Davíd Carrasco (Song for Cesar) is the first Mexican American to be tenured in the 200-year history of the Harvard Divinity School. He descends from several generations of El Paso educators, including his grandfather, Miguel Carrasco, who founded the Smelter Vocational School and his father, who is memorialized in the mural at the David L. Carrasco Job Corps Center.
Due to his award-winning teaching and writing, he holds an endowed chair named after Harvard University’s former president, Neil L. Rudenstine. Working with Mexican archaeologist Eduardo Matos Moctezuma, he has carried out research in the excavations and archives associated with the Pre-Hispanic capital cities of Teotihuacan and Mexico-Tenochtitlan, resulting in the best-selling academic book Religions of Mesoamerica.
He is co-producer, with other Chicanos José Cuellar and Alberto Camarillo, of the film *Alambrista: The Director’s Cut *(Criterion Collection), which puts a human face on the life and struggles of undocumented Mexican farm workers in the United States. He is editor-in-chief of the award-winning three-volume Oxford Encyclopedia of Mesoamerican Cultures.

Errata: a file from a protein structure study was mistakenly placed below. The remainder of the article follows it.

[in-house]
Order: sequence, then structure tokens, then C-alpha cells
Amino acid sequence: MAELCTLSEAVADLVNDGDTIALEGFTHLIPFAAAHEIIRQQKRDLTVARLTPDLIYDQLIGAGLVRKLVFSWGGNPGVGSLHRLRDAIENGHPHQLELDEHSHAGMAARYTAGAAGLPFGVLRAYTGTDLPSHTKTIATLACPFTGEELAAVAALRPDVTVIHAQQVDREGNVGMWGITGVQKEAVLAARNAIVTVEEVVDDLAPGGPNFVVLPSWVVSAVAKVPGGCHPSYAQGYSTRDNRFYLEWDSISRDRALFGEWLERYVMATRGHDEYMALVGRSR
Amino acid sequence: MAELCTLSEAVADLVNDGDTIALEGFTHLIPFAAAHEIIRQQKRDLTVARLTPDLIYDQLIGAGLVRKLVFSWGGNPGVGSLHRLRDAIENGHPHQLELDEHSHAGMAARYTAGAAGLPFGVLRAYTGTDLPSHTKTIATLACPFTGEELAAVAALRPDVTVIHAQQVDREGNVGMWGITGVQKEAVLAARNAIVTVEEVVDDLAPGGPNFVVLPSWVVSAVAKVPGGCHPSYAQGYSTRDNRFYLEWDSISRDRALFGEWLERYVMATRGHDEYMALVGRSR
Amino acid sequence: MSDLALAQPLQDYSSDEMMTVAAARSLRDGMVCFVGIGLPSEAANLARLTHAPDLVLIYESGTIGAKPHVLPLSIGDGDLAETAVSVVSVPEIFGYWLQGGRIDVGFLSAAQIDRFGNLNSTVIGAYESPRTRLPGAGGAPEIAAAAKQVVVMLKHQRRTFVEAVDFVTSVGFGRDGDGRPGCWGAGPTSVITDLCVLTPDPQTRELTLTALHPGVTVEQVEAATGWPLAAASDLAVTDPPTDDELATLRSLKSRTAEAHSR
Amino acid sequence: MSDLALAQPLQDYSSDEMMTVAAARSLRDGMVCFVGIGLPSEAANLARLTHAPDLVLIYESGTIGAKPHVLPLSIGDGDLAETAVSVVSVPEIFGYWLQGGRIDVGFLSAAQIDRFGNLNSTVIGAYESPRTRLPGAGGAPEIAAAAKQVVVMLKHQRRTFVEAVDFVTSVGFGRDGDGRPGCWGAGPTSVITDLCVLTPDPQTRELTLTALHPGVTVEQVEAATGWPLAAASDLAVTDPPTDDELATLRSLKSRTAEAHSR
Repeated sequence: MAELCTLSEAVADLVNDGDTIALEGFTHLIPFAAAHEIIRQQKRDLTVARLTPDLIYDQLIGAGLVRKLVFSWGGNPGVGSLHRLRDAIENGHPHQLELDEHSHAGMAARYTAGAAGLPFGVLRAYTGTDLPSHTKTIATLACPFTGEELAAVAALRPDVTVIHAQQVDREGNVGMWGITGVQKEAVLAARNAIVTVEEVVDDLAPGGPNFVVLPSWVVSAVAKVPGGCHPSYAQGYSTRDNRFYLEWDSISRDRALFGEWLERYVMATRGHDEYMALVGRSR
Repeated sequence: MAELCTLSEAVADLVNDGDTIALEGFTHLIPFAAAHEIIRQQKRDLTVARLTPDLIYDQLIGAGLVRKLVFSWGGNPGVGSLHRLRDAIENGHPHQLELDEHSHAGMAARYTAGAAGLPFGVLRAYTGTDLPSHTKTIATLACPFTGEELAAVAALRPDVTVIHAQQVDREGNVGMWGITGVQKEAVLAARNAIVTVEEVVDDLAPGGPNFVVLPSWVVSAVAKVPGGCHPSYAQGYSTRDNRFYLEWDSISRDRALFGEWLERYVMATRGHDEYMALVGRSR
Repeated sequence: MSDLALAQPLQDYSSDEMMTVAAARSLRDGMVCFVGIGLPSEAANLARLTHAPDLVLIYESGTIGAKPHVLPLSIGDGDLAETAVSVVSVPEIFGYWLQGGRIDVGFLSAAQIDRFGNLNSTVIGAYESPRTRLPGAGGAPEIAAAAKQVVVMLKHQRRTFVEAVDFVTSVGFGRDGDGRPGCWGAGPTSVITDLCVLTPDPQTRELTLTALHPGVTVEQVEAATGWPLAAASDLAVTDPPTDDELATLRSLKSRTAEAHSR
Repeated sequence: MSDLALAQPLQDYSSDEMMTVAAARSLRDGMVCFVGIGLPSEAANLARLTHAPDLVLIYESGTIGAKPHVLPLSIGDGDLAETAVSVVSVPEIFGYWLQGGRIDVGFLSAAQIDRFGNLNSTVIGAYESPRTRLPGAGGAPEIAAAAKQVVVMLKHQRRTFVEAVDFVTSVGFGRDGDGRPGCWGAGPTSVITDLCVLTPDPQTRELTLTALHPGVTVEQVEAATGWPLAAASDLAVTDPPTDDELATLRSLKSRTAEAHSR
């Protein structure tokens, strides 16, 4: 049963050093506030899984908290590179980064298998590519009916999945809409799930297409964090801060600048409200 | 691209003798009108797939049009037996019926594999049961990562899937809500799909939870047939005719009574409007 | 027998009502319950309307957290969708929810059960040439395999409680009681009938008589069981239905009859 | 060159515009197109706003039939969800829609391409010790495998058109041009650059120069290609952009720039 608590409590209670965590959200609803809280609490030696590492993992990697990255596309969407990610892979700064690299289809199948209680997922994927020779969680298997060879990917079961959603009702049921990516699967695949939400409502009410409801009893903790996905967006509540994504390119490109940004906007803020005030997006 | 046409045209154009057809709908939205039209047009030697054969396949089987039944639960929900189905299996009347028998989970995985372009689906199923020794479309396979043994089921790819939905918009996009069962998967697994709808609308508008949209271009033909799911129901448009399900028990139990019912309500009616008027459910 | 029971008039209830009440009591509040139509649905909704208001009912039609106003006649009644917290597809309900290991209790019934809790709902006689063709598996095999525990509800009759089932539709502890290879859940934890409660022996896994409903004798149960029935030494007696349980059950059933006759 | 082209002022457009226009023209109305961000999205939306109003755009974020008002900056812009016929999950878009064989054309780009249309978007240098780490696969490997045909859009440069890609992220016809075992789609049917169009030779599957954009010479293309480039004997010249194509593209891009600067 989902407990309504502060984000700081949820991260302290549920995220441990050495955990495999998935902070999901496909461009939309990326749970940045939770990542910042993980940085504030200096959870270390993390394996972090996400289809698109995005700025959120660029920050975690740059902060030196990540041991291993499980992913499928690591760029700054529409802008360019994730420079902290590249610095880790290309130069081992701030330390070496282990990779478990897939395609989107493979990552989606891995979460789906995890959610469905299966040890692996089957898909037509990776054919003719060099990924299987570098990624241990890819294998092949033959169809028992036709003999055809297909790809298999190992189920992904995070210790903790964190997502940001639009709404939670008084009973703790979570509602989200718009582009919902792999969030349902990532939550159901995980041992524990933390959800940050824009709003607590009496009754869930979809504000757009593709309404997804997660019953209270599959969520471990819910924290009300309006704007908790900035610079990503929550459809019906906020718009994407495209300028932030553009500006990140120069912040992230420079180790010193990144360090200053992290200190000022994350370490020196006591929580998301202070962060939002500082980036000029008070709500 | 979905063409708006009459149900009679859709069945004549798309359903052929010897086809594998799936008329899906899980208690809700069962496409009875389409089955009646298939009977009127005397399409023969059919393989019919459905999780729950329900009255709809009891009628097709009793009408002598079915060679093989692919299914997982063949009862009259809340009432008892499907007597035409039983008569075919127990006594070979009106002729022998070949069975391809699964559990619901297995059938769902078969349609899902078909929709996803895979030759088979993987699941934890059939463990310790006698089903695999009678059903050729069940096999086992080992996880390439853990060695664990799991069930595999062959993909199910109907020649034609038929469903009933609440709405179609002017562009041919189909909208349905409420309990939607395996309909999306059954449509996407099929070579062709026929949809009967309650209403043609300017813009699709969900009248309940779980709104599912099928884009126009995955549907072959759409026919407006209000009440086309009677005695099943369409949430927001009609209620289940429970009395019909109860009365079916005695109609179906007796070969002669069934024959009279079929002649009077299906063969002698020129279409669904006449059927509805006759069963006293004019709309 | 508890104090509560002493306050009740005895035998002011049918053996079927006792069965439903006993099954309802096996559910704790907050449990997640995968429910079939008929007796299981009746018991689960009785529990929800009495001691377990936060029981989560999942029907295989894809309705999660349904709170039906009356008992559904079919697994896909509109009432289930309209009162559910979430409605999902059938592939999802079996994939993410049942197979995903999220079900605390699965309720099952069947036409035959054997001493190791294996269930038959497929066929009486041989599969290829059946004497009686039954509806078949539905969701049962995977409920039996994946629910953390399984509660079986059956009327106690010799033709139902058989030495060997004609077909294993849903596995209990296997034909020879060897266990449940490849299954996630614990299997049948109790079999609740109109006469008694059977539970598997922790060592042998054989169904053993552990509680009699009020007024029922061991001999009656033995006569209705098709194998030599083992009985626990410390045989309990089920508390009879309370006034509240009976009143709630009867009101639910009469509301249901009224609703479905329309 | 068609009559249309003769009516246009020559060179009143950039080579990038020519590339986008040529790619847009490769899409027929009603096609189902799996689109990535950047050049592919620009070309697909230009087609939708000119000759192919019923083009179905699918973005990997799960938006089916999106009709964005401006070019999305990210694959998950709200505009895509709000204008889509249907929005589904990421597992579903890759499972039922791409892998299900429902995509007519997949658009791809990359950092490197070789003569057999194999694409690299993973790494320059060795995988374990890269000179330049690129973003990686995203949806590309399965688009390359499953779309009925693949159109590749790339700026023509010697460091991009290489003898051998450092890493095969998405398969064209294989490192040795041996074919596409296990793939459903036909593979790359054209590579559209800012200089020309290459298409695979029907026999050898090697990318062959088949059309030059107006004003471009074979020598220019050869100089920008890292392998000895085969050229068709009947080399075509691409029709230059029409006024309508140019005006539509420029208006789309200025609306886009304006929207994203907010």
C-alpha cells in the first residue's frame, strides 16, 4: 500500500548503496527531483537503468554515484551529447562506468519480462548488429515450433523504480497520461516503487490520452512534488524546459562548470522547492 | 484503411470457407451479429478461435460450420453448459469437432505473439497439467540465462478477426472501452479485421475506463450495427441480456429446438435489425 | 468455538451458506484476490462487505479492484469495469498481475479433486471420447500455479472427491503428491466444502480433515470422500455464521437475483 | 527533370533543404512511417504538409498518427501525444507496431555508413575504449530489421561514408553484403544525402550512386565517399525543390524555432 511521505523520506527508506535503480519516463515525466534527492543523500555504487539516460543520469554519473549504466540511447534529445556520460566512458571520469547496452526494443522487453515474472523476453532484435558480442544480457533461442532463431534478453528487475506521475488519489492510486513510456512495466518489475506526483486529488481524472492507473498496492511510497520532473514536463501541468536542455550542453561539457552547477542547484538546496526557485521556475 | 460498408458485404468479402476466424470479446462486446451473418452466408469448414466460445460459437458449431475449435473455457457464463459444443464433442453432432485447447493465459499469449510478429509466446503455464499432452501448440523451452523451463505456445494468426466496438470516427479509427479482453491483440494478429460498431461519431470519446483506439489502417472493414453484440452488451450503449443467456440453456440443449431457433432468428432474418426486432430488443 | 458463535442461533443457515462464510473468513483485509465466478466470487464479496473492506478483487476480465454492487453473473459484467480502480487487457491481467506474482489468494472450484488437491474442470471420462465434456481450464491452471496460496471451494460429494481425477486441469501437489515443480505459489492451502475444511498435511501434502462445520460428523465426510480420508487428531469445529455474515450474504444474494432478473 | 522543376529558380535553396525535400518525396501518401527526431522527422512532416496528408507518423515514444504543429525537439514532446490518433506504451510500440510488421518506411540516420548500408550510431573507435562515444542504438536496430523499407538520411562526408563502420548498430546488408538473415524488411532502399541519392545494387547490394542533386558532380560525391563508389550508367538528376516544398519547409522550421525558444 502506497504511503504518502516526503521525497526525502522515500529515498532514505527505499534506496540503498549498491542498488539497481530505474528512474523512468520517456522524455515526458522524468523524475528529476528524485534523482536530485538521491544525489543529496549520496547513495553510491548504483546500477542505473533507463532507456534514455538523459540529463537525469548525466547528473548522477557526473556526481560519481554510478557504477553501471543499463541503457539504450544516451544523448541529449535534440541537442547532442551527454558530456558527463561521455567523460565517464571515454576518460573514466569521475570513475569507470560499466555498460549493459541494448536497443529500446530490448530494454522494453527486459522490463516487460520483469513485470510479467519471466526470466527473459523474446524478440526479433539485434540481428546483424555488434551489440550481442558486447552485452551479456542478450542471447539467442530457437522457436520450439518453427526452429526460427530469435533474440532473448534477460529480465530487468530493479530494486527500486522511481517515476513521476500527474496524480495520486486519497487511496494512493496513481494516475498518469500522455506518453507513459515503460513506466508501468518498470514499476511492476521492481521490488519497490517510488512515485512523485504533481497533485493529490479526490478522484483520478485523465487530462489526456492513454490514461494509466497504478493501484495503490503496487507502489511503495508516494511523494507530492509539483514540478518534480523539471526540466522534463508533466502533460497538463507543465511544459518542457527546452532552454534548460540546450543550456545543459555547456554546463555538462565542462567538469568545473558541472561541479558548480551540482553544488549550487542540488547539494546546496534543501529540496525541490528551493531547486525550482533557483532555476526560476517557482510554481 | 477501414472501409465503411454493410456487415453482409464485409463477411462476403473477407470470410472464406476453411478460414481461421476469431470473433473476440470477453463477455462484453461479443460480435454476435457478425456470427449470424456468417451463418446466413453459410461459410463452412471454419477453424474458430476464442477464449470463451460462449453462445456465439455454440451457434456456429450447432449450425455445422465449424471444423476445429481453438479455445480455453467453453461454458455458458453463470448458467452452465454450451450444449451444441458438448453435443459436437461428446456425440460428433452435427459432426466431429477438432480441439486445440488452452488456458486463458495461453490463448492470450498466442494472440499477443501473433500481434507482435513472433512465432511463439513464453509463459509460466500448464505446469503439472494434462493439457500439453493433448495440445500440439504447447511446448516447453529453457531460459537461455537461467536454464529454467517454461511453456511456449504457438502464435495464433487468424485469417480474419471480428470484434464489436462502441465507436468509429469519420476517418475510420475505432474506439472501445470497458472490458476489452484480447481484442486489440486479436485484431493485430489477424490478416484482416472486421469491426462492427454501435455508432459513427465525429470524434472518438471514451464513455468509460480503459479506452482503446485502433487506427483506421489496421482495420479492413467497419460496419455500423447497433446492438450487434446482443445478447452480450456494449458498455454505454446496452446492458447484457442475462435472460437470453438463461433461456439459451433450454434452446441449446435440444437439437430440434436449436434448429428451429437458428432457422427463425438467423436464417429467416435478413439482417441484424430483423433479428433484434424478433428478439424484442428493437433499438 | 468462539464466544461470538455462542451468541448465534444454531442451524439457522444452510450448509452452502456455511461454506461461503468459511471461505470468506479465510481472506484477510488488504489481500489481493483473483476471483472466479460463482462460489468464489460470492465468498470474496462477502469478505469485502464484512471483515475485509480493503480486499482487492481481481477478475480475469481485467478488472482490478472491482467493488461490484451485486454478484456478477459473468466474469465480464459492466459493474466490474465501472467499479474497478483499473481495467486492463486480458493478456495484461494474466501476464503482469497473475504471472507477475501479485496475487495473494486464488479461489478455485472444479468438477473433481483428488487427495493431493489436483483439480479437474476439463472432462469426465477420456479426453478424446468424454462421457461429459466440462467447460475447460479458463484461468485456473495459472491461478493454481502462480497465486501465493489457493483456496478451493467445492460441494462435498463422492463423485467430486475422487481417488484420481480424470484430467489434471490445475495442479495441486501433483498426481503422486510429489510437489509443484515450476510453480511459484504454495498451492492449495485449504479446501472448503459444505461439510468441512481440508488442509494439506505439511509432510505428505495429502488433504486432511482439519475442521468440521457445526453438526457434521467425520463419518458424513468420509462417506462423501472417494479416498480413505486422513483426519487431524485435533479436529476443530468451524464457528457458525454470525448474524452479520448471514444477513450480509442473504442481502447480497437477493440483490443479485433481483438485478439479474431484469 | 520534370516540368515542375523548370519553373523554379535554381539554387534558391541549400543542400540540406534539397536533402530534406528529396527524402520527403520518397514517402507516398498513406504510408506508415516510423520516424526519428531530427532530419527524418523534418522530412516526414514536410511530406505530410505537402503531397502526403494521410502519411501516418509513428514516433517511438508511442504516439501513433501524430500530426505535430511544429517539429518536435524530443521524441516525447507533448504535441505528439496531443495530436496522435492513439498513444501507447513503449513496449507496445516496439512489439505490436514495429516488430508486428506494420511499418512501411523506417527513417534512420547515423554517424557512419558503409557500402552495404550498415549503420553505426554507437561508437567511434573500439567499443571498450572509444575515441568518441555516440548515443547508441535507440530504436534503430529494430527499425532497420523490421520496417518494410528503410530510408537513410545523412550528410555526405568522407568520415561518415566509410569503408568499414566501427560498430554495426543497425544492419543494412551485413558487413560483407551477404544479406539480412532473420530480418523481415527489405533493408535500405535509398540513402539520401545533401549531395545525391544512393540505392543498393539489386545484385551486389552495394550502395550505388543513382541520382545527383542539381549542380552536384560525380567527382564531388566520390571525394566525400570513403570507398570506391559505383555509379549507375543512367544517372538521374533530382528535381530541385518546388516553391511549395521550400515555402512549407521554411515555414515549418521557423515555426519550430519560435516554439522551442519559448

Carrasco has received the Mexican Order of the Aztec Eagle, the highest honor the Mexican government gives to a foreign national. He was awarded the Petra T. Shattuck Excellence in Teaching Award at Harvard and was recently chosen as one of Harvard’s favorite teachers in the college. He was unanimously voted a Corresponding Member of the Academia Mexicana de la Historia (Mexican Academy of History). He was chosen as the University of Chicago Divinity School Alumnus of the Year in 2014. Carrasco recently was featured in the PBS series Native America and the award-winning Toni Morrison: The Pieces I Am.
David Carrasco will appear with ‘Song for Cesar’ at 7 p.m. Saturday, July 31 in the Plaza Theatre.